Difference between a Cloud Hosting plan and a Virtual Private Server (VPS)
So what exactly is the difference between a Cloud Hosting plan and a Virtual Private Server (VPS) ?
It’s a bit tricky because the term “cloud” has been widely over-used, misused and abused by many… However, all serious web-hosting providers will consider the difference like this:
A VPS is a virtual machine running on a single dedicated server. That servers is shared between a number of VPS virtual machines. It means that a part of the CPU time, a part of the RAM and a part of the disk space are allocated to your VPS. If the server is shut down, all the VPS virtual machines on that server go offline.
With Cloud Hosting, you also have a virtual machine, but it is NOT hosted on a specific single dedicated server. On the contrary, your virtual machine can be spun up on any dedicated server of the hosting company’s infrastructure, depending on availability. In case a server goes down, all the virtual machines if was running can be spun up again very quickly on a different server.
One particularity of this is that if you need several identical servers with load-balancing in order to handle traffic surges, Cloud hosting can quickly (almost instantly) spin up extra instances of your servers, as many as you need and as long as you need, then spin them down again when they are no longer used. You often get billed by the hour for each running instance.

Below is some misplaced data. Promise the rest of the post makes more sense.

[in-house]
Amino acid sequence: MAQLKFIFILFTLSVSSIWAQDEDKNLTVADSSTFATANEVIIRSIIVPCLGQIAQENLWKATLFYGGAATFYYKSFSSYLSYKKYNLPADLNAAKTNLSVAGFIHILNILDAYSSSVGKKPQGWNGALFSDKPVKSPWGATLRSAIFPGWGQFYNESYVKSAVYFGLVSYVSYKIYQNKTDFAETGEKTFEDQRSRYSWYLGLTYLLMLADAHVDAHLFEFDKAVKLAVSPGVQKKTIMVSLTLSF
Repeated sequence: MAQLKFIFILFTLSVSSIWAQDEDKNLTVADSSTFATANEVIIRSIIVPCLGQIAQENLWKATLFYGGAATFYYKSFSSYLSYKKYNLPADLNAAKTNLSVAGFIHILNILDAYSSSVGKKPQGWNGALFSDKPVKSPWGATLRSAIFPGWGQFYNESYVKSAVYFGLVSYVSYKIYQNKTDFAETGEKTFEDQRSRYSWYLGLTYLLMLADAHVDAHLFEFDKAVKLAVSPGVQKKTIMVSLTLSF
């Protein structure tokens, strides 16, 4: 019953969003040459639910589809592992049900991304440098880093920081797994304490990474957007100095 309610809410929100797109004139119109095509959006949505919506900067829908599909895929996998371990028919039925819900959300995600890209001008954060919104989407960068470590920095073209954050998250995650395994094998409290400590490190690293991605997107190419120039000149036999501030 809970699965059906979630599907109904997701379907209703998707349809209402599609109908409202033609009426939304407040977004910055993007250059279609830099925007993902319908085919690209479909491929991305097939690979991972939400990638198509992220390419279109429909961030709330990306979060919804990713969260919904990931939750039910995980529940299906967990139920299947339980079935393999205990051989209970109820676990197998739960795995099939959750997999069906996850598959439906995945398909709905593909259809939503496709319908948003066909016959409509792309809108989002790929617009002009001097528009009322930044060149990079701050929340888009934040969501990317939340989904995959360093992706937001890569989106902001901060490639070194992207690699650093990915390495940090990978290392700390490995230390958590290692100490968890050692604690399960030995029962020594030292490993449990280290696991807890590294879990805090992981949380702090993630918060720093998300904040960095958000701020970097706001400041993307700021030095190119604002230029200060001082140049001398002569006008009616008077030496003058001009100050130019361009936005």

How do they compare?
Technically, a VPS infrastructure is simpler and easier to set up than a Cloud infrastructure. Therefore VPS hosting will typically be cheaper than Cloud hosting.
However with VPS hosting you may run into limits that will make you prefer Cloud hosting:
- With VPS you can grow the specs of your virtual machine, as long as there is space on your sever (depending on other clients). After this, tech support will need to move your virtual machine to another server with more available resources. This may take days or weeks. Sometimes it’s not possible at all. With Cloud the same operation will only take minutes or maybe even seconds, because the infrastructure is built for automatically moving VMs from server to server.
- With VPS, if there is a hardware issue with your server, you get downtime while the server gets serviced. With Cloud, if there is a hardware issue, you get moved to another server and you barely notice the downtime.
- Cloud allows you to scale up and down the number of virtual machines you may be running simultaneously. VPS is a reserved slot on a server, with no easy up and down scaling.
- VPS is best suited for small sites that need flexibility (root access) but need to contain their hosting costs.
- Cloud is best suited for sites that need load balancing and frequent up/down scaling depending on traffic surges.
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